• 52°

Confusion may be part of tax plan

Last week, I ran into one of my favorite former professors at the University of Alabama. We both attended the Alabama Press Association’s summer convention in Orange Beach. (Please, no sympathy. Someone had to attend.)

Dr. Ed Mullins, who chairs the journalism department at UA, taught me some of the finer points of putting out a good community newspaper during my four years at Alabama. He also taught me a lot about understanding social issues and how they should be presented to readers in towns like this one.

I must admit that understanding Gov. Bob Riley’s tax package is a lot like seeing that first quadratic equation in trigonometry class. One look at the package leaves a befuddled look on your face that can be compared only to looking into the sun and holding your eyes open with your fingers.

Because of that, I sought out the help of Dr. Mullins. Shortly after that, I sought out the help of Gov. Riley.

Riley didn’t really answer the question. Mullins, as best he could, tried to tell me about why people should support the tax.

Then I raised a couple of personal contentions with Dr. Mullins. To put it bluntly, those two contentions silenced my good professor and left him with the following words: "That’s a pretty cynical view. You may be right, though."

Before I partake on explaining my contentions, let me offer this one piece of confusing opinion: If the tax referendum were held today, and I was forced to put a pencil on a piece of paper, I think I’d support Gov. Riley’s tax package. Without a doubt, I believe Alabama to be the most under-taxed state in the union. I also believe our regressive tax system &045;&045; based largely on a sales tax &045;&045; penalizes the poor. When a guy making $15,000 and a guy making $150,000 have to pay the same sales tax on the same food, and when the state depends on that revenue, something is out of whack.

And that leads me to the two cynical ideas I’ve had about this tax plan. Part of me believes it will pass. Part of me thinks it doesn’t have a snowball’s chance in Orange Beach.

As you may have read in numerous polls, the people least likely to support Gov. Riley’s plan are blacks. In our area of the state &045;&045; the Black Belt &045;&045; Riley has spent very little time. On Thursday, he attended a meeting in Selma and I’ve heard he has plans on shuttling through Livingston next week, but he hasn’t worked very hard in West Alabama.

To make matters worse &045;&045; at least for his chance of having the plan pass &045;&045; key black elected officials in Alabama haven’t worked very hard to help get Riley’s plan passed. State Sen. Hank Sanders, D-Selma, hasn’t beat the bushes very hard. Apparently, he’s managing a phone campaign in support of the plan, but he hasn’t made any tours. Other state leaders like Charles Steele and Rodger Smitherman and Johnny Knight haven’t exactly put their faces on billboards asking the public to support the Riley package.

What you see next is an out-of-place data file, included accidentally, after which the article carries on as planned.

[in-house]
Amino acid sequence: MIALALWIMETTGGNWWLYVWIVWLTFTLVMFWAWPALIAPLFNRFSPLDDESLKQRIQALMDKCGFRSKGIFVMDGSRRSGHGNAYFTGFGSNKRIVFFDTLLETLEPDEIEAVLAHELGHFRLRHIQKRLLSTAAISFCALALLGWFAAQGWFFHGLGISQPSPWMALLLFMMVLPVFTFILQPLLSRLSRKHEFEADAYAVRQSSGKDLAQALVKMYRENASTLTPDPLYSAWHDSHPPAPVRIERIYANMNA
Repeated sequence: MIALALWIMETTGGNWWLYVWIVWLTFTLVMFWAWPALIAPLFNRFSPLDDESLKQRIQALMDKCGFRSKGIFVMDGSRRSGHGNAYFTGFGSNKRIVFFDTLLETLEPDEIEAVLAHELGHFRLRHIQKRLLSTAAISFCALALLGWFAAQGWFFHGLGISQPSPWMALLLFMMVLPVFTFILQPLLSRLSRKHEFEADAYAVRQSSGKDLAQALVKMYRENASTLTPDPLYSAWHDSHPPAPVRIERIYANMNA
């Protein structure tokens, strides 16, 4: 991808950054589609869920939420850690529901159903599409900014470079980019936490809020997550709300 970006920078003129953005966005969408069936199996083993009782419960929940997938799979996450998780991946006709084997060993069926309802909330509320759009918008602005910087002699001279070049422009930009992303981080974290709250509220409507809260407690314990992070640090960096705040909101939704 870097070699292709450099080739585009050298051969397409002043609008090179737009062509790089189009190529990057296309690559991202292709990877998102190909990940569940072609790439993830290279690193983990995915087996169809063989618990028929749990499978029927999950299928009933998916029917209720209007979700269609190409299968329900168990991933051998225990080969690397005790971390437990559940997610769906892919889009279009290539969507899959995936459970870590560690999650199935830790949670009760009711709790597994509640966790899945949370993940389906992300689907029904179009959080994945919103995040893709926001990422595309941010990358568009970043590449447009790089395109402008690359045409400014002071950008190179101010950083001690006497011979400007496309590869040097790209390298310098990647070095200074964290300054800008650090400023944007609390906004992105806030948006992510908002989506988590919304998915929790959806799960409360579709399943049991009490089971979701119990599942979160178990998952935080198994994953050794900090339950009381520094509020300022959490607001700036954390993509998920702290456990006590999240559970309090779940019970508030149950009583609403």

Much of the reason for their lack of support may go back to the 2003 legislative session when Riley pocket vetoed a bill that would restore voting rights to many convicted felons. Black leaders were furious with Riley’s decision, and they marched in Montgomery against the governor. In my opinion, it’s been hard for black leaders like Sanders to forget about Riley’s pocket veto, and they’ve had little motivation to help the Republican governor.

If blacks continue to reject Riley’s package, and they show up at the polls on Sept. 9, there’s no way the tax plan will pass.

Then again, there may be a really good chance that this package passes &045;&045; and the reason ties directly to cynicism of all voters, both black and white.

Across this state, people have repeatedly said they are confused about Riley’s tax plan, and who can blame them? The numbers and specifics of the plan are so in depth that an accountant is needed to sort through the details.

One thing is quite certain, though: Riley shot the moon on this one. He has asked for double the amount of money we need to shore up the state’s revenue shortfall. He has put everything on the table in a piece of legislation that looks eerily like a constitution.

In my humble opinion, I think Gov. Riley planned for this package to be confusing. He knew there would be adamant supporters of his plan &045;&045; especially the state workers (including teachers). He also knew there would be adamant opposition to the plan.

I believe Riley wants to keep it this way. I don’t believe a majority of Alabamians can understand this plan, and I’m not sure he really wants them to understand it. Instead, a little confusion may be good for Riley and state government.

Here’s the reason: If people don’t understand the tax package, I don’t think they’ll bother to go to the polls. I don’t believe people will want to spend time on Aug. 9 waiting through a polling line if they have no idea what they’re voting for.

If that happens, Riley wins. The people who adamantly support his plan outnumber the people who adamantly oppose it. Because of that, Riley may want to keep the status quo, let the confusion mingle, and watch the tax plan breeze through the polls.

That may be ludicrous, but it’s a thought. Over the next few weeks, we’ll find out what kind of campaign Gov. Riley wages to get his tax package approved in West Alabama. That will answer a whole lot of questions.